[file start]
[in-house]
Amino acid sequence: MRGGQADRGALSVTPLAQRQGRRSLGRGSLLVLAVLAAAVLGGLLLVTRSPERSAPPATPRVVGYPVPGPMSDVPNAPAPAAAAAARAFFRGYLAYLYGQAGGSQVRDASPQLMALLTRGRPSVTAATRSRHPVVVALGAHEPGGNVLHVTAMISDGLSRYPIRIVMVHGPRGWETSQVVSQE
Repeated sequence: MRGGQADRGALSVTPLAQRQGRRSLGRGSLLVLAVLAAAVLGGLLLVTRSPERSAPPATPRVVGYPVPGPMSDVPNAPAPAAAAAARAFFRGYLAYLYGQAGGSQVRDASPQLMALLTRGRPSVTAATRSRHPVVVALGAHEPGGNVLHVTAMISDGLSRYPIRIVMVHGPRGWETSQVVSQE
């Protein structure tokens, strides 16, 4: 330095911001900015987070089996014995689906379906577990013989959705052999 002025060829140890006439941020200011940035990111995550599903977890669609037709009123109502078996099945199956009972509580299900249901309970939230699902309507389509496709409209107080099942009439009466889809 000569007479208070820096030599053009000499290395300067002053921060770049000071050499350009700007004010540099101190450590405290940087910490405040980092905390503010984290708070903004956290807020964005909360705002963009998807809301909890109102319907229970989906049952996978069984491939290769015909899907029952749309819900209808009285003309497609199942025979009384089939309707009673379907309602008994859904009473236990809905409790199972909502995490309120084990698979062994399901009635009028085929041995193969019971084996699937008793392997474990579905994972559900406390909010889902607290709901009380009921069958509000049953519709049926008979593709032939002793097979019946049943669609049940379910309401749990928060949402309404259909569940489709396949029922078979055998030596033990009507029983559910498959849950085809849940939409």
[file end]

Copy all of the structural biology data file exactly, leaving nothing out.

[in-house]
Amino acid sequence: MRGGQADRGALSVTPLAQRQGRRSLGRGSLLVLAVLAAAVLGGLLLVTRSPERSAPPATPRVVGYPVPGPMSDVPNAPAPAAAAAARAFFRGYLAYLYGQAGGSQVRDASPQLMALLTRGRPSVTAATRSRHPVVVALGAHEPGGNVLHVTAMISDGLSRYPIRIVMVHGPRGWETSQVVSQE
Repeated sequence: MRGGQADRGALSVTPLAQRQGRRSLGRGSLLVLAVLAAAVLGGLLLVTRSPERSAPPATPRVVGYPVPGPMSDVPNAPAPAAAAAARAFFRGYLAYLYGQAGGSQVRDASPQLMALLTRGRPSVTAATRSRHPVVVALGAHEPGGNVLHVTAMISDGLSRYPIRIVMVHGPRGWETSQVVSQE
């Protein structure tokens, strides 16, 4: 330095911001900015987070089996014995689906379906577990013989959705052999 002025060829140890006439941020200011940035990111995550599903977890669609037709009123109502078996099945199956009972509580299900249901309970939230699902309507389509496709409209107080099942009439009466889809 000569007479208070820096030599053009000499290395300067002053921060770049000071050499350009700007004010540099101190450590405290940087910490405040980092905390503010984290708070903004956290807020964005909360705002963009998807809301909890109102319907229970989906049952996978069984491939290769015909899907029952749309819900209808009285003309497609199942025979009384089939309707009673379907309602008994859904009473236990809905409790199972909502995490309120084990698979062994399901009635009028085929041995193969019971084996699937008793392997474990579905994972559900406390909010889902607290709901009380009921069958509000049953519709049926008979593709032939002793097979019946049943669609049940379910309401749990928060949402309404259909569940489709396949029922078979055998030596033990009507029983559910498959849950085809849940939409």